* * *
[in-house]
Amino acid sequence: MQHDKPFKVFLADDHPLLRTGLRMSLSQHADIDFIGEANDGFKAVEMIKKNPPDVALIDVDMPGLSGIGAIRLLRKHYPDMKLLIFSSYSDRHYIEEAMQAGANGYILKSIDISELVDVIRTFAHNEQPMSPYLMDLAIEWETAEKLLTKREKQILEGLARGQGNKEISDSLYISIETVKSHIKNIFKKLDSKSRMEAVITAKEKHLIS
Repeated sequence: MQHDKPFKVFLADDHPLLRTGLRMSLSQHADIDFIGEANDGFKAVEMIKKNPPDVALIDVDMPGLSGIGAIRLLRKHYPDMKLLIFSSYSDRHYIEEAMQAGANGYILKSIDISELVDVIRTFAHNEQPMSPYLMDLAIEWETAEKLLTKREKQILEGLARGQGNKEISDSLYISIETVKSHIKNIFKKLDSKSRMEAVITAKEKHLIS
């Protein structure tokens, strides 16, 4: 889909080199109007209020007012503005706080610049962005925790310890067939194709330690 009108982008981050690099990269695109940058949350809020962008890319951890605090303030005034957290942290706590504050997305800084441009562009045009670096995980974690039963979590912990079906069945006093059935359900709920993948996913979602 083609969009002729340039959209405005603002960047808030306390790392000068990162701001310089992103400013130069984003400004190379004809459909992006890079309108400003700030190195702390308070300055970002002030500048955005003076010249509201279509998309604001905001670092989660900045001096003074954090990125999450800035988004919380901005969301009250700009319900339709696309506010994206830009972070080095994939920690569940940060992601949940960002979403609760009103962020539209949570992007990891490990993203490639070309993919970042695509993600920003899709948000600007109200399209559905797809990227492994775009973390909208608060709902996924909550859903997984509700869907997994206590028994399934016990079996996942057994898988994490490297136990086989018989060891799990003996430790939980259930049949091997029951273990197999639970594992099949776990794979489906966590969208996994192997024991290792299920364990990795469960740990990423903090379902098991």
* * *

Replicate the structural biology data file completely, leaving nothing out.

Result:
[in-house]
Amino acid sequence: MQHDKPFKVFLADDHPLLRTGLRMSLSQHADIDFIGEANDGFKAVEMIKKNPPDVALIDVDMPGLSGIGAIRLLRKHYPDMKLLIFSSYSDRHYIEEAMQAGANGYILKSIDISELVDVIRTFAHNEQPMSPYLMDLAIEWETAEKLLTKREKQILEGLARGQGNKEISDSLYISIETVKSHIKNIFKKLDSKSRMEAVITAKEKHLIS
Repeated sequence: MQHDKPFKVFLADDHPLLRTGLRMSLSQHADIDFIGEANDGFKAVEMIKKNPPDVALIDVDMPGLSGIGAIRLLRKHYPDMKLLIFSSYSDRHYIEEAMQAGANGYILKSIDISELVDVIRTFAHNEQPMSPYLMDLAIEWETAEKLLTKREKQILEGLARGQGNKEISDSLYISIETVKSHIKNIFKKLDSKSRMEAVITAKEKHLIS
């Protein structure tokens, strides 16, 4: 889909080199109007209020007012503005706080610049962005925790310890067939194709330690 009108982008981050690099990269695109940058949350809020962008890319951890605090303030005034957290942290706590504050997305800084441009562009045009670096995980974690039963979590912990079906069945006093059935359900709920993948996913979602 083609969009002729340039959209405005603002960047808030306390790392000068990162701001310089992103400013130069984003400004190379004809459909992006890079309108400003700030190195702390308070300055970002002030500048955005003076010249509201279509998309604001905001670092989660900045001096003074954090990125999450800035988004919380901005969301009250700009319900339709696309506010994206830009972070080095994939920690569940940060992601949940960002979403609760009103962020539209949570992007990891490990993203490639070309993919970042695509993600920003899709948000600007109200399209559905797809990227492994775009973390909208608060709902996924909550859903997984509700869907997994206590028994399934016990079996996942057994898988994490490297136990086989018989060891799990003996430790939980259930049949091997029951273990197999639970594992099949776990794979489906966590969208996994192997024991290792299920364990990795469960740990990423903090379902098991």